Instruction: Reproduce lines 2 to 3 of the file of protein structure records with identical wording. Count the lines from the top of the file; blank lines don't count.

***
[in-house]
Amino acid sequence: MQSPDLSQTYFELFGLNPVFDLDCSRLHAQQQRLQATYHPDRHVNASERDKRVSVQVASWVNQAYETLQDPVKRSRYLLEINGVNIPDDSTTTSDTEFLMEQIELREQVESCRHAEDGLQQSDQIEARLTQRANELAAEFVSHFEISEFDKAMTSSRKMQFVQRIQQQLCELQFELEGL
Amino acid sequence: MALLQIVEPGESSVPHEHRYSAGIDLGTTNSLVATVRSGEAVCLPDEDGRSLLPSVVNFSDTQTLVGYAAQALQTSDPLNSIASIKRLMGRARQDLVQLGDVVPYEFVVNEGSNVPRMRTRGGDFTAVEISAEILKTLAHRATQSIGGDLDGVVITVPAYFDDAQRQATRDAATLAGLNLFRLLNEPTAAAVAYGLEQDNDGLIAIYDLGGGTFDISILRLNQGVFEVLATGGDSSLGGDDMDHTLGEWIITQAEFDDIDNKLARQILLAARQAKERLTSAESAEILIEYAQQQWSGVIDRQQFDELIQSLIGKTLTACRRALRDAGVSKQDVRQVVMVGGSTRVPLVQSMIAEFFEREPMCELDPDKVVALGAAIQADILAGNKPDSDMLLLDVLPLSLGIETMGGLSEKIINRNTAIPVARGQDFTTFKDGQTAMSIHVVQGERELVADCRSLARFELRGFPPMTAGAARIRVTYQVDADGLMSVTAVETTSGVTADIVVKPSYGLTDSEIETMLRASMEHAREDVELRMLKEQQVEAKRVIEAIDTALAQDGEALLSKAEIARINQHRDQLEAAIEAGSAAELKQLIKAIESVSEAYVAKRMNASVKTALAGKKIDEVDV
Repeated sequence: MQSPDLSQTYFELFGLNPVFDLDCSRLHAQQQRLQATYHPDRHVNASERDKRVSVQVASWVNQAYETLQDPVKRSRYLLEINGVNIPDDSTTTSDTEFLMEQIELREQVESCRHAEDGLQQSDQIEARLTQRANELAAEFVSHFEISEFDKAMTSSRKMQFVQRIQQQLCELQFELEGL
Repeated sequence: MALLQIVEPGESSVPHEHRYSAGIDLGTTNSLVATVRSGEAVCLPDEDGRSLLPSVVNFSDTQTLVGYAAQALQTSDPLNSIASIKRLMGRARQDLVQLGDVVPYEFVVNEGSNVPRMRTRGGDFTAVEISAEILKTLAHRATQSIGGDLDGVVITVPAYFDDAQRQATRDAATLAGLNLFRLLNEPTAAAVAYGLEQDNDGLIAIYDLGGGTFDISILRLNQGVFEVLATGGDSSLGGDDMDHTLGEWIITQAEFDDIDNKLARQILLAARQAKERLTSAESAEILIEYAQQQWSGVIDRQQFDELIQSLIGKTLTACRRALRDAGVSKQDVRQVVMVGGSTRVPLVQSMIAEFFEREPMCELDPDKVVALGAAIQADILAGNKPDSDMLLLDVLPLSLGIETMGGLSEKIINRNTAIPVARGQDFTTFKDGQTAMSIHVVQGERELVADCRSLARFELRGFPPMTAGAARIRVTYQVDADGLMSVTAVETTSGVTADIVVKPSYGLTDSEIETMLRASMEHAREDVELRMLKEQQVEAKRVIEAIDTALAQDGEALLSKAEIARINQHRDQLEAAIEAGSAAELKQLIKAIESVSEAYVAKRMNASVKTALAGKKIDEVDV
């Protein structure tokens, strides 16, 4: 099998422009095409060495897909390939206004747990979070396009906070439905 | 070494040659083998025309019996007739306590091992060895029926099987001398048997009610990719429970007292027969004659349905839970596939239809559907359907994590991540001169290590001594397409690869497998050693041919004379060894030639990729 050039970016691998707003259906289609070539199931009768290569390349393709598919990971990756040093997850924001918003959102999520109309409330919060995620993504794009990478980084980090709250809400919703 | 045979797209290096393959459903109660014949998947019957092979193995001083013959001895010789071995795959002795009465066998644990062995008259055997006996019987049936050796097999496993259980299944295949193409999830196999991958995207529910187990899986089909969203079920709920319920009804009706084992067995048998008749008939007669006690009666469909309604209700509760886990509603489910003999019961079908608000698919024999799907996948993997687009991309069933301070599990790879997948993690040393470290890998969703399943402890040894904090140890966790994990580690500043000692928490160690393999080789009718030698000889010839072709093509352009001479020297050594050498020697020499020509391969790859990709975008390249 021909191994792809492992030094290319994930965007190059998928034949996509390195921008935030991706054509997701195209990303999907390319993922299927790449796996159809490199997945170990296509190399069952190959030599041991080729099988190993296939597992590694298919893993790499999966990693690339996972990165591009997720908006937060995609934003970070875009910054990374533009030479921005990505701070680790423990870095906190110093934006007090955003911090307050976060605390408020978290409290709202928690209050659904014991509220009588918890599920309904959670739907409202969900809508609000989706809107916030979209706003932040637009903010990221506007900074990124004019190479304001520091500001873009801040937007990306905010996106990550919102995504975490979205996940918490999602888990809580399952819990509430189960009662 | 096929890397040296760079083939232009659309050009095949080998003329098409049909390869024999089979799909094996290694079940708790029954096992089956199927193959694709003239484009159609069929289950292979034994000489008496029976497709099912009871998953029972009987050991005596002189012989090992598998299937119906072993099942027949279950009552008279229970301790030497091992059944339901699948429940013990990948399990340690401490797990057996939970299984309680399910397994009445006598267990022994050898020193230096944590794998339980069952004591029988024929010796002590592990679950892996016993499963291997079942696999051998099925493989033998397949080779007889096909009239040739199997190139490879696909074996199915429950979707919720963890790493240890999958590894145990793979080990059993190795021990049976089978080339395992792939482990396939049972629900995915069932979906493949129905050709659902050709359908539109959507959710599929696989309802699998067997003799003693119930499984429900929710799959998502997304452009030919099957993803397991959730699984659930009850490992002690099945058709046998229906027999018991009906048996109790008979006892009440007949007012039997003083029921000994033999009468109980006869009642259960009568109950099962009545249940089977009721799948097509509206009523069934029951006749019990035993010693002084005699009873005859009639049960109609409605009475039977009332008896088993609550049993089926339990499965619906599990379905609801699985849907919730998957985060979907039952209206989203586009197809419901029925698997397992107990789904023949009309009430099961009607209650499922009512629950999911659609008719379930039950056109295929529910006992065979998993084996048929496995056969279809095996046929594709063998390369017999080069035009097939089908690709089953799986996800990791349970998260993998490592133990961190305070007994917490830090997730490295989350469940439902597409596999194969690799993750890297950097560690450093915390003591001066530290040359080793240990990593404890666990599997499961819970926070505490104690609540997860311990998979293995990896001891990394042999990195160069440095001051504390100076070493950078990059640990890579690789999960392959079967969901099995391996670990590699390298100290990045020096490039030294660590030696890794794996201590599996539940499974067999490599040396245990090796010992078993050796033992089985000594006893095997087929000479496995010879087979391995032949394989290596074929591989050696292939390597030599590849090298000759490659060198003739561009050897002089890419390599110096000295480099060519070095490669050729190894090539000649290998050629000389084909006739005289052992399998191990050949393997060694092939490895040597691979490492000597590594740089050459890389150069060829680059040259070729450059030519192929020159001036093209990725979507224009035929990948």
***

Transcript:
Amino acid sequence: MQSPDLSQTYFELFGLNPVFDLDCSRLHAQQQRLQATYHPDRHVNASERDKRVSVQVASWVNQAYETLQDPVKRSRYLLEINGVNIPDDSTTTSDTEFLMEQIELREQVESCRHAEDGLQQSDQIEARLTQRANELAAEFVSHFEISEFDKAMTSSRKMQFVQRIQQQLCELQFELEGL
Amino acid sequence: MALLQIVEPGESSVPHEHRYSAGIDLGTTNSLVATVRSGEAVCLPDEDGRSLLPSVVNFSDTQTLVGYAAQALQTSDPLNSIASIKRLMGRARQDLVQLGDVVPYEFVVNEGSNVPRMRTRGGDFTAVEISAEILKTLAHRATQSIGGDLDGVVITVPAYFDDAQRQATRDAATLAGLNLFRLLNEPTAAAVAYGLEQDNDGLIAIYDLGGGTFDISILRLNQGVFEVLATGGDSSLGGDDMDHTLGEWIITQAEFDDIDNKLARQILLAARQAKERLTSAESAEILIEYAQQQWSGVIDRQQFDELIQSLIGKTLTACRRALRDAGVSKQDVRQVVMVGGSTRVPLVQSMIAEFFEREPMCELDPDKVVALGAAIQADILAGNKPDSDMLLLDVLPLSLGIETMGGLSEKIINRNTAIPVARGQDFTTFKDGQTAMSIHVVQGERELVADCRSLARFELRGFPPMTAGAARIRVTYQVDADGLMSVTAVETTSGVTADIVVKPSYGLTDSEIETMLRASMEHAREDVELRMLKEQQVEAKRVIEAIDTALAQDGEALLSKAEIARINQHRDQLEAAIEAGSAAELKQLIKAIESVSEAYVAKRMNASVKTALAGKKIDEVDV